Frequently Asked Questions
What is West Nile Virus?
West Nile Virus (WNV) is a disease spread by mosquitoes, and caused by a virus. WNV first appeared in the United States in 1999, when at least 62 people in the New York City area became ill and seven people died.
How do people get West Nile Virus?
West Nile Virus is transmitted to people by the bite of an infected mosquito. The mosquito gets infected with the virus after feeding on a bird or horse infected with the West Nile Virus. Not all mosquitoes transmit WNV.
There is currently no evidence that WNV is transmitted from person to person.
What animals can get West Nile Virus?
West Nile Virus most often affects birds, but occasionally can cause the disease in other animals, particularly horses. Most horses bitten by mosquitoes will not become ill with WNV. WNV does not usually cause illness in dogs and cats.
There is a vaccine available for horses against West Nile Virus.
There is no evidence of animal to human transmission.
What are the symptoms of West Nile Virus?
Most WNV infections produce no symptoms in people or symptoms are mild to moderate. Symptoms may include: fever, headache, body aches, skin rash, and swollen lymph glands. More severe cases can cause headache, high fever, neck stiffness, stupor, disorientation, coma, tremors, convulsions, muscle weakness, and paralysis. In very rare situations, - WNV can cause death.
More information about the symptoms from Centers for Disease Control
Who is at risk of getting West Nile Virus?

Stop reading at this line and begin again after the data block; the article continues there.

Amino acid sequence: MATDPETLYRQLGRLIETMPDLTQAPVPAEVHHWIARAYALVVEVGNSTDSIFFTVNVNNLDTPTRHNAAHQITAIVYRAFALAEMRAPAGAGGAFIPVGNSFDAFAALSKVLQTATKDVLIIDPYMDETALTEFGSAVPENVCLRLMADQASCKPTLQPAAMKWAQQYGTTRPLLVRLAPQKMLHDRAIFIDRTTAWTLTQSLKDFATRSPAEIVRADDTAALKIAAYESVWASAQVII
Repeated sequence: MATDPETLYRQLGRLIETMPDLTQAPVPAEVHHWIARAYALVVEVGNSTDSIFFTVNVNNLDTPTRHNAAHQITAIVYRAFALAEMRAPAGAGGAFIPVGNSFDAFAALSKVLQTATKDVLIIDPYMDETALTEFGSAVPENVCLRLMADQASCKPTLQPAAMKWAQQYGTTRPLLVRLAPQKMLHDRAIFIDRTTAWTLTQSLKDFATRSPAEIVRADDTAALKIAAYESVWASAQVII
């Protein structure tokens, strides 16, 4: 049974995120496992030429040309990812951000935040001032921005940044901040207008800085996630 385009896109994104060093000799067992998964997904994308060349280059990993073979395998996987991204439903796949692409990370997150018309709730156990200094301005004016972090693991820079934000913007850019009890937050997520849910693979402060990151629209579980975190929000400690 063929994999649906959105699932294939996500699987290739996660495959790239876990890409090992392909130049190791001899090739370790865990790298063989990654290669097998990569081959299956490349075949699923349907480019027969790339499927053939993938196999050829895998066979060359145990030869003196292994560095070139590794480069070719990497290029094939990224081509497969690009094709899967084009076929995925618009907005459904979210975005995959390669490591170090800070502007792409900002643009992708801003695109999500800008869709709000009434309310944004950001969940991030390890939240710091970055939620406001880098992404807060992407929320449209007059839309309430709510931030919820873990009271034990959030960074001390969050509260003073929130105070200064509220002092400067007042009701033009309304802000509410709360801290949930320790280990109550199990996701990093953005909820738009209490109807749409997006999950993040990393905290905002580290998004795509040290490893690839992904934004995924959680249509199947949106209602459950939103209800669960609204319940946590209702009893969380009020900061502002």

Everyone is at risk of getting WNV, particularly:
How is West Nile Virus treated?
There is no specific treatment for West Nile Virus, but the symptoms can be treated. In severe cases, hospitalization might be required.
There is no vaccine for humans against West Nile Virus.
What can be done to protect against West Nile Virus?
What is the incubation period in humans (i.e., time from infection to onset of disease symptoms) for West Nile disease?
Usually 2 to 15 days.
Where can I get tested for West Nile Virus?
People who have no signs or symptoms of West Nile Virus are not advised to get tested. People with symptoms such as fever, headache, chills, swollen lymph nodes, rash and fatigue should contact their health care provider who will determine whether testing is needed. People who do not have health coverage can contact Contra Costa Health Services at 1-800-771-4270 to make an appointment and enroll in health coverage or visit one of the community clinics in their area.
For more information about mosquito control, call:
Content provided by the Public Health Division of Contra Costa Health Services.